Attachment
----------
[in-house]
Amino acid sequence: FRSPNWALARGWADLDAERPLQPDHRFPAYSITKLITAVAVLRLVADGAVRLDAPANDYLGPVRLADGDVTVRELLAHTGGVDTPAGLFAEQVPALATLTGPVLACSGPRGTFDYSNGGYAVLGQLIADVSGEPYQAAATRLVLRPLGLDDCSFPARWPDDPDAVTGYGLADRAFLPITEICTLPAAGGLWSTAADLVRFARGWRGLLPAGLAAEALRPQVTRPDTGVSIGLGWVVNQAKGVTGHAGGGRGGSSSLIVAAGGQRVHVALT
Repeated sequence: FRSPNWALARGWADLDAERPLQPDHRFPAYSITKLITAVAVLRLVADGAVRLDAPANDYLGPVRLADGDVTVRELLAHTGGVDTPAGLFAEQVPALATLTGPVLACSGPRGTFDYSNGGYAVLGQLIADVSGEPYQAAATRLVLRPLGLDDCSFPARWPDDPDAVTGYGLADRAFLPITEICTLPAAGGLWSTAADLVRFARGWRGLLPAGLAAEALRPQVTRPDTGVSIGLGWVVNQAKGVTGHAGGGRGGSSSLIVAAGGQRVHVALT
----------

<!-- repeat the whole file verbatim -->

[in-house]
Amino acid sequence: FRSPNWALARGWADLDAERPLQPDHRFPAYSITKLITAVAVLRLVADGAVRLDAPANDYLGPVRLADGDVTVRELLAHTGGVDTPAGLFAEQVPALATLTGPVLACSGPRGTFDYSNGGYAVLGQLIADVSGEPYQAAATRLVLRPLGLDDCSFPARWPDDPDAVTGYGLADRAFLPITEICTLPAAGGLWSTAADLVRFARGWRGLLPAGLAAEALRPQVTRPDTGVSIGLGWVVNQAKGVTGHAGGGRGGSSSLIVAAGGQRVHVALT
Repeated sequence: FRSPNWALARGWADLDAERPLQPDHRFPAYSITKLITAVAVLRLVADGAVRLDAPANDYLGPVRLADGDVTVRELLAHTGGVDTPAGLFAEQVPALATLTGPVLACSGPRGTFDYSNGGYAVLGQLIADVSGEPYQAAATRLVLRPLGLDDCSFPARWPDDPDAVTGYGLADRAFLPITEICTLPAAGGLWSTAADLVRFARGWRGLLPAGLAAEALRPQVTRPDTGVSIGLGWVVNQAKGVTGHAGGGRGGSSSLIVAAGGQRVHVALT